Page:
March 03 2017
The medieval city of Carcassonne is located on a highpoint overlooking the Aude river. Generally known for its fortified medieval town, occupation goes back to the 6th century B.C. when settlers built Gallic dwelling houses and later an active urban centre during the Roman period.
During the 3rd century A.D., a curtain wall was built, of which vestiges remain today.
It is on the western side of this primitive fortification that the Trencavel viscounts built the 12th century castle, which was extended and surrounded by a curtain wall a century later.
After the Crusade against the Albigensians, the viscounty was definitively attached to the Kingdom of France in 1226. In the 13th century, the outer rampart was built and the inner rampart was modernised, making the city an impregnable fortress.
From that time on until 1659, when the Treaty of the Pyrenees was signed making the Roussillon region an integral part of France, Carcassonne was the key stone of the defensive system on the border between France and Aragon.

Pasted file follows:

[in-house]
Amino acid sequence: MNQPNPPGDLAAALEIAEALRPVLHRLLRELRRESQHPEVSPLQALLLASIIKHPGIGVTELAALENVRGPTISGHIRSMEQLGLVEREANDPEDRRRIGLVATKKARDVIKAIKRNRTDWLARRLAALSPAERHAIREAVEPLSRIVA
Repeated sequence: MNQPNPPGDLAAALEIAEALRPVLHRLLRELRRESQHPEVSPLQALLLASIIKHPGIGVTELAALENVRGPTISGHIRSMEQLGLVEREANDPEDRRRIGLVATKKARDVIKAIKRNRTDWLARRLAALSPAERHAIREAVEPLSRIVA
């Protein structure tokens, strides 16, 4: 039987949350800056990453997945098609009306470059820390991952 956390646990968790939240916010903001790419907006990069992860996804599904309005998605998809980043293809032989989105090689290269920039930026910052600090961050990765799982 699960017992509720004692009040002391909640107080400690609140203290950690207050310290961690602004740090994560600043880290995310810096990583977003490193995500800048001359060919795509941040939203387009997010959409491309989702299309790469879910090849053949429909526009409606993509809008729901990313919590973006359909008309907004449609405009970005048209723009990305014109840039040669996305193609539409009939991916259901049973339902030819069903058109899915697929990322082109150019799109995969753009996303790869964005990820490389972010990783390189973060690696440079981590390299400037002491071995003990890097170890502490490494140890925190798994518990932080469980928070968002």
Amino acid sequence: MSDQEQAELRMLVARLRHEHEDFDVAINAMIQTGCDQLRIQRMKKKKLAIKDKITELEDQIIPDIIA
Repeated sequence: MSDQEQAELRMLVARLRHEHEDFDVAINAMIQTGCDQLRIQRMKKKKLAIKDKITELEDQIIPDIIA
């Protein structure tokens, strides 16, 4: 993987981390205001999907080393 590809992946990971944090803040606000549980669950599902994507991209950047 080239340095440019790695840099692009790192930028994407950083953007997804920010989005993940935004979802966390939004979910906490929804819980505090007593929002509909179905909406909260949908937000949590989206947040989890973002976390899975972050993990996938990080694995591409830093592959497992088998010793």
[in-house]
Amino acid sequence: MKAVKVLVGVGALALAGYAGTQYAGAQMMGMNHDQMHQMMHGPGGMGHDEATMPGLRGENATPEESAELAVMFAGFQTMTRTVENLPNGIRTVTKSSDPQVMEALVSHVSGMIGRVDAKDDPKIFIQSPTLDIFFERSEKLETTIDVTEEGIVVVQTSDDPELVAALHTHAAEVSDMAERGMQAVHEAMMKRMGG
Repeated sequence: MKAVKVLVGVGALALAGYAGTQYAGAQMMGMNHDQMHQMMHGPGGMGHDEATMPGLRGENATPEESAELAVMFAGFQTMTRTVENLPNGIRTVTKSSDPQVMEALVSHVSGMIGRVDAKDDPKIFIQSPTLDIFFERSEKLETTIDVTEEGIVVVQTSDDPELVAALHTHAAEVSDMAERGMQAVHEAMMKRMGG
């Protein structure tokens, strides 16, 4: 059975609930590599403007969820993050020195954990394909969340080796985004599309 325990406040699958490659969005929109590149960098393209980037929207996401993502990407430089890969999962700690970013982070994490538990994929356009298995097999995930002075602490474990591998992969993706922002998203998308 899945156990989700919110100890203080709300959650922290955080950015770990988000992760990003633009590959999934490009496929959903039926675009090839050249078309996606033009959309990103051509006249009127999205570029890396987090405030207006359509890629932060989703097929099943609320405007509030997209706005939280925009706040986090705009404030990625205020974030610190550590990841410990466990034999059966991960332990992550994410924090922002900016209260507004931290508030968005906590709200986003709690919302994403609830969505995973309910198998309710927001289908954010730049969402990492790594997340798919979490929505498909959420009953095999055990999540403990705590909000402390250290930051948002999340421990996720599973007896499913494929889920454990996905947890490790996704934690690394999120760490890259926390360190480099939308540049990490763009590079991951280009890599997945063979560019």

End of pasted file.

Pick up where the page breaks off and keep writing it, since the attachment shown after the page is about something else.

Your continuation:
Saved from demolition thanks to the efforts of Carcassonne's scholars and Prosper Mérimée, the city underwent extensive renovations between 1844 and 1911, carried out by thearchitect, Eugène Viollet-Le-Duc, at the request of the French state.
Property of the Ministry of Culture, the castle and the ramparts of the city of Carcassonne are opened to the public by the Centre for National Monuments.